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Uber investors seek to oust Benchmark after 'destructive' lawsuit

12 August 2017

A group of Uber investors has now come to the defense of ousted CEO Travis Kalanick after one of its largest investors, Benchmark, sued the former CEO for allegedly rigging the company's board seats to eventually return as its CEO. The suit alleges that Kalanick fraudulently withheld critical information from Uber's board of directors when he asked to increase the size of the board from eight to 11 members.

Uber's board members are presently searching for a new CEO after Kalanick's departure.

The dissenting shareholder group - headed by Los Angeles billionaire Ron Burkle, Hyperloop One backer Shervin Pishevar, and music mogul Adam Leber - blasted the legal salvo from Benchmark's Bill Gurley as a "fratricidal" move against Kalanick that could jeopardize Uber's ability to raise funds and find a new CEO.

Travis Kalanick may have stepped down as Uber's CEO, but he hasn't been sitting around idly since then, according to a new lawsuit.

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This is a new twist to the scandals that have hit the company of late, and it is expected to make the search for a new CEO even more hard.

Benchmark isn't actually suing Uber, the company itself.

The suit, which calls on a DE court to bar Kalanick from tinkering with the Uber board in any way, argued that Kalanick saw his resignation as unavoidable and finagled to "pack the board with loyal allies in an attempt to insulate his prior conduct from scrutiny and clear the path for his eventual return as CEO". The lawsuit makes clear that tensions between Kalanick and Benchmark have remained high ever since.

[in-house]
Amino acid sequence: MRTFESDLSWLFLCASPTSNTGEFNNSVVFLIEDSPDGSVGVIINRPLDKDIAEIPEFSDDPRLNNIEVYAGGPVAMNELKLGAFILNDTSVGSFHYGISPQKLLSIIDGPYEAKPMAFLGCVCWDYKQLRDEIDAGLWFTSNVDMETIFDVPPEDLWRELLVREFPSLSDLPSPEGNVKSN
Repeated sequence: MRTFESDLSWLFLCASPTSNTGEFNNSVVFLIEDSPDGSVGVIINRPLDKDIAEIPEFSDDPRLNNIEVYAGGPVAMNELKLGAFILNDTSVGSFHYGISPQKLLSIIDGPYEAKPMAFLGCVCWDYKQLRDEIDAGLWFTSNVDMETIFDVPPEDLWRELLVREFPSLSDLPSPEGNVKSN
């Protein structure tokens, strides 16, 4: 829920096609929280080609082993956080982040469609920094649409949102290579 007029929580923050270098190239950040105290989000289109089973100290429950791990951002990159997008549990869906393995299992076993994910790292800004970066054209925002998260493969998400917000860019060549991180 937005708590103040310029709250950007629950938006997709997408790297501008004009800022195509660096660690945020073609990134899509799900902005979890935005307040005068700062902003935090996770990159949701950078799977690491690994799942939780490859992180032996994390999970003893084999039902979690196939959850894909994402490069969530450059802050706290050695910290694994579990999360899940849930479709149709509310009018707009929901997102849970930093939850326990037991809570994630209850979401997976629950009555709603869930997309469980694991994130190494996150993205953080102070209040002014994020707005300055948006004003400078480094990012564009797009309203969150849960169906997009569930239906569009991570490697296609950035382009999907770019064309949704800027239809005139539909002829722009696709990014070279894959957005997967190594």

"The lawsuit is completely without merit and riddled with lies and false allegations".

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The letter was referring to a May boating accident that killed Kalanick's mother and injured his father even as the hard-charging Uber co-founder was losing his position as CEO of the company.

Axios, which first broke the story, quoted a Kalanick spokesman who called the suit "a transparent attempt to deprive Travis Kalanick of his rights as a founder and shareholder". With this statement and now the lawsuit, Ben Narasin a venture capitalist in the Silicon Valley is convinced that Kalanick "is done".

"To date, Kalanick's only response has been an email (sent on or around June 30, 2017) that he is "not ready to sign" the amended Voting Agreement", Benchmark said in the suit. At the time, Kalanick inserted a provision that gave him the "absolute right" to select three directors to fill the seats.

Specifically, we do not feel it was either prudent or necessary from the standpoint of shareholder value, to hold the company hostage to a public relations disaster by demanding Mr. Kalanick's resignation, along with other concessions, on a few hours' notice and within weeks of a personal tragedy, under threat of public scandal.

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Uber investors seek to oust Benchmark after 'destructive' lawsuit